Respond by providing an additional scholarly resource that supports or challenges their position along with a brief explanation of the resource
NOTE: I need a positive comment about the post bellow
According to neuroscience, psychotherapy is purely biological treatment. Psychotherapy addresses the way the brain develops, matures and functions. It bases its operations on the principles of both genetics and evolutionary adaptation of the brain. In its applications, psychotherapy aims at deactivating maladaptive mappings of the brain and instils positive and constructive pathways (Javanbakht and Alberini, 2019). It doesn’t act or involve one receptor or molecules and few modulators rather it interacts with all biological phenomena involving complex, interconnected responses of the brain. The profession deals with aligning the whole organism in the constructive pathways and thus must understand the biological principles playing on the organism. For instance, understanding g the functions of the brain are biological. (Fournier and Price, 2014). As the trillions of neurons connect, they map human experiences and memories. Neuronal connections form a large network of circuits in cortex, which collects and define human experiences in consciousness. The conscience forms symbolic forms in the brain. Psychotherapy is coherent with the genetics of individuals. It deals with the troublesome adjustments of the brain in a sequence of their evolution. Psychotherapy shuts down the mismanaged brain mappings and helps the brain to develop new constructive pathways. Our brain keeps track of our memories through a complex neuronal network that has billions and trillions of nervous connections. Interconnected loops of neurons make huge circuits that track and map in the structure of the cortex. As the environments change, all experiences are mapped in the brain as memories (Wheeler, 2014).
Explain HOW Culture, Religion, and Socioeconomics might influence one’s perspective of the value of Psychotherapy Treatments.
Culture has a strong impact on our interactions. Culture has a role in our understanding of health and the phenomenon of healing. Culture has a constructive role in framing assumptions within the psychotherapy experience. Different cultures perceive psychotherapy in different ways. In conventional psychotherapy experience, people have a social behavior of discussing their matters with a skilled professional. It involves mutual understanding, confidence, vulnerability, and the probability of change. The basics of psychotherapy in western culture emphasizes independence and self-development.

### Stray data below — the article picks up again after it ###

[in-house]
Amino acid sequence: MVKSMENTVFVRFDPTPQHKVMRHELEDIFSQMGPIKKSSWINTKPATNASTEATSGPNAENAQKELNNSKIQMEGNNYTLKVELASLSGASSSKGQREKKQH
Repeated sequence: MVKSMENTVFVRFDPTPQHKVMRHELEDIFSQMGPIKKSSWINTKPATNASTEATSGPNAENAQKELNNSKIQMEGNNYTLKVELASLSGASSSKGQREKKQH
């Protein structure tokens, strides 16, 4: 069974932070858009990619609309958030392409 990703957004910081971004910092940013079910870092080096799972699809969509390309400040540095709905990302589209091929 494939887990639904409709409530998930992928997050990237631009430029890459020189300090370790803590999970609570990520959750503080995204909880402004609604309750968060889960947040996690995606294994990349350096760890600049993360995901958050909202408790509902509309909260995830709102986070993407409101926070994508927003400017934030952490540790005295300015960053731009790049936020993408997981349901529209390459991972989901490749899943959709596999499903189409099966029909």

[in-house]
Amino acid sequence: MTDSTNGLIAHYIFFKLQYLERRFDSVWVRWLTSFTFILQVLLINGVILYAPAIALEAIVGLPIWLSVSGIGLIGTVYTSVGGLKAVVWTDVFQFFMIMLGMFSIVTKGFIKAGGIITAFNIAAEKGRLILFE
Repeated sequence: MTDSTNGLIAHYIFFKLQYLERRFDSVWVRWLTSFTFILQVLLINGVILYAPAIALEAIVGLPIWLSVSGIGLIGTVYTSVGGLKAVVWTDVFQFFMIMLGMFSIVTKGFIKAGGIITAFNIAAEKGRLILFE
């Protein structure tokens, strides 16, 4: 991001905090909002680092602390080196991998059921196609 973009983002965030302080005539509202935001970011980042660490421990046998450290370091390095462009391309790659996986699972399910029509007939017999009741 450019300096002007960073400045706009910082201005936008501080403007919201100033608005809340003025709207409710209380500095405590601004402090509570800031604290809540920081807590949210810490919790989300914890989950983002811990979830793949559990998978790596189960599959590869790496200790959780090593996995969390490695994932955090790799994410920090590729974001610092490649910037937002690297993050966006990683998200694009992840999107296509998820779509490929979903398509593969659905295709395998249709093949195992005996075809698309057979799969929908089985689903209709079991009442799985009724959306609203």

Clients to process information and shape judgments use religions and spiritual beliefs. Religion has a major moral impact on behavior, emotions, thought processes, feelings, and experiences that are interconnected with the psychotherapy Knowledge into religion beliefs of the client is therefore important in driving therapeutic. A good therapeutic practice should promote good religious values, which will in turn promote positive belief system, mobilize hope and boost coping abilities of the client. This increase recovery progress and thus success (Holttum, 2014).
Various aspects of socio-economic status (SES) affect psychotherapeutic success. Clinical reaction based on the socio-economic condition of individuals was not much explained in past but recent studies have proven the impact. The socioeconomic status of the patient has a role to change the perception of both patients himself and psychotherapist. The class or economic condition can affect of the patient’s active issues, main concerns, symptoms of condition and prognosis of ongoing psychotherapy. Clients treatment expectancy; offer social support which are key in overall predicting the client’s positive changes psychotherapeutic sessions.
Javanbakht, A., & Alberini, C. M. (2019). Neurobiological models of psychotherapy. Frontiers in behavioral neuroscience, 13, 144.
American Nurses Association. (2014). Psychiatric-mental health nursing: Scope and standards of practice (2nd ed.). Washington, DC: Author. Standard 1 “Assessment” (pages 44 & 45).
Fournier, J. C., & Price, R. B. (2014). Psychotherapy and neuroimaging. Psychotherapy: New Evidence and New Approaches, 12(3), 290–298. Retrieved from https://www.ncbi.nlm.nih.gov/pmc/articles/PMC4207360/
Coté, M. (2015, February 7). The Role of Culture in Psychotherapy. Retrieved February 22, 2020, from https://www.drmalakaicote.com/blog/2015/2/7/the-role-of-culture-in-psychotherapy
Wheeler, K. (Eds.). (2014). Psychotherapy for the advanced practice psychiatric nurse: A how-to guide for evidence-based practice (2nd ed.). New York, NY: Springer Publishing Company. Chapter 1, “The Nurse Psychotherapist and a Framework for Practice” (pp. 3–52).